M-I LLC, et al v. DOWCP, et al
UNPUBLISHED OPINION FILED. [11-60694 Affirmed] Judge: FPB , Judge: CES , Judge: SAH. Mandate pull date is 08/06/2012 [11-60694]
Date Filed: 06/13/2012
IN THE UNITED STATES COURT OF APPEALS
United States Court of Appeals
FOR THE FIFTH CIRCUIT
June 13, 2012
Lyle W. Cayce
M-I LLC, doing business as M-I SWACO; ACE AMERICAN INSURANCE
DIRECTOR, OFFICE OF WORKERS’ COMPENSATION PROGRAMS, U.S.
DEPARTMENT OF LABOR; SHANNON FREDERICK, Widow of Blake
Petition for Review of an Order of the
Benefits Review Board
BRB No. 11-0135
Before BENAVIDES, STEWART, and HIGGINSON, Circuit Judges.
Decedent Blake Frederick worked for M-I, LLC (“M-I”). On November 20,
2006, during the course and scope of his employment, decedent appeared to pass
out and was unresponsive for a period of time. The decedent subsequently
complained of difficulty breathing and was taken by ambulance to the hospital
Pursuant to 5TH CIR. R. 47.5, the court has determined that this opinion should not
be published and is not precedent except under the limited circumstances set forth in 5TH CIR.
Date Filed: 06/13/2012
where he remained until November 28, 2006. On December 12, 2006, the
decedent was taken to a hospital emergency room where he died.
Decedent’s wife, Shannon Frederick (the “claimant”), filed a claim for
benefits pursuant to the Longshore and Harbor Workers’ Compensation Act, 33
U.S.C. § 901 et seq. An administrative law judge (“ALJ”), in a lengthy and
detailed 17-page order, awarded benefits to the claimant, and the Benefits
Review Board (“the Board”), in an unanimous three-judge five-page order,
affirmed the award. M-I appeals the Board’s decision, arguing that insufficient
evidence supports ALJ’s award determination. M-I argues that the evidence
demonstrates that decedent’s cause of death was unrelated to his work
This court reviews decisions of the Board under the same standard the
Board uses to review the ALJ: whether the decision is supported by substantial
evidence and is in accordance with the law. SGS Control Servs. v. Dir., Office of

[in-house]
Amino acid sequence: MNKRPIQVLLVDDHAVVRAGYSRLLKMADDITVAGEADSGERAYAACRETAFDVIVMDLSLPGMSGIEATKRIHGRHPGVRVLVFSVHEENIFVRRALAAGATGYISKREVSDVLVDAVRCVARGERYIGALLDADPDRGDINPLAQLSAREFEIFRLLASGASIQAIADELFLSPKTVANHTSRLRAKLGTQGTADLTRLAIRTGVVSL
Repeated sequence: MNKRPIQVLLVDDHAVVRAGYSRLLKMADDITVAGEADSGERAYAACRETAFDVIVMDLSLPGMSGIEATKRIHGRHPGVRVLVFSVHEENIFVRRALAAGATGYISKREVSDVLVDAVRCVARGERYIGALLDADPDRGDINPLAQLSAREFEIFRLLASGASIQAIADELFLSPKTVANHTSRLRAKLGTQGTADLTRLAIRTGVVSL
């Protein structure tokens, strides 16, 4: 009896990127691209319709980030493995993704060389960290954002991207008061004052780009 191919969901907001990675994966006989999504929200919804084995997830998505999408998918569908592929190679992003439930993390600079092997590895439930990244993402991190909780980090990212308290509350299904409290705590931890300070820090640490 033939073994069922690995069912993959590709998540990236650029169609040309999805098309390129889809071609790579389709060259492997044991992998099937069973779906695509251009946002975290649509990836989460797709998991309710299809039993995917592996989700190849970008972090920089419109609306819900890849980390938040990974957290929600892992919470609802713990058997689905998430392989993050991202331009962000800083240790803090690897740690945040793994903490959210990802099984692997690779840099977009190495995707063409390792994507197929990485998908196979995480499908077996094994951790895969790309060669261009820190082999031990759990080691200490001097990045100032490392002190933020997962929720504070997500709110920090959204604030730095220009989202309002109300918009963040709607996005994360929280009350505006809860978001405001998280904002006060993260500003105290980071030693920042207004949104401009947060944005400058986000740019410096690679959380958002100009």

Workers’ Comp. Programs, 86 F.3d 438, 440 (5th Cir. 1996). “We may not
substitute our judgment for that of the ALJ, nor may we reweigh or reappraise
the evidence, instead we inquire whether there was evidence supporting the
ALJ’s factual findings.” Port Cooper/T. Smith Stevedoring Co. v. Hunter, 227
F.3d 285, 287 (5th Cir. 2000) (internal quotation marks and citation omitted).
“As for findings of fact, we have repeatedly acknowledged that the ALJ, as sole
factfinder, is entitled to consider all credibility inferences and his selection
among inferences is conclusive if supported by the evidence and the law.”
Bollinger Shipyards, Inc. v. Dir., Office of Worker’s Comp. Programs, 604 F.3d
864, 871 (5th Cir. 2010) (internal quotation marks and citation omitted).
There is a presumption that a claim comes within the provisions of the Act
in the absence of substantial evidence to the contrary. 33 U.S.C. § 920(a); Port
Cooper, 227 F.3d at 287 (“[I]nherent in [§ 920(a)] is the presumption that an
injury is causally related to a worker's employment.”).
To trigger this
Date Filed: 06/13/2012
presumption, the claimant must make a prima facie showing of causation. Id.
“To invoke the Section 920(a) presumption, a claimant must prove (1) that he or
she suffered harm, and (2) that conditions existed at work, or an accident
occurred at work, that could have caused, aggravated, or accelerated the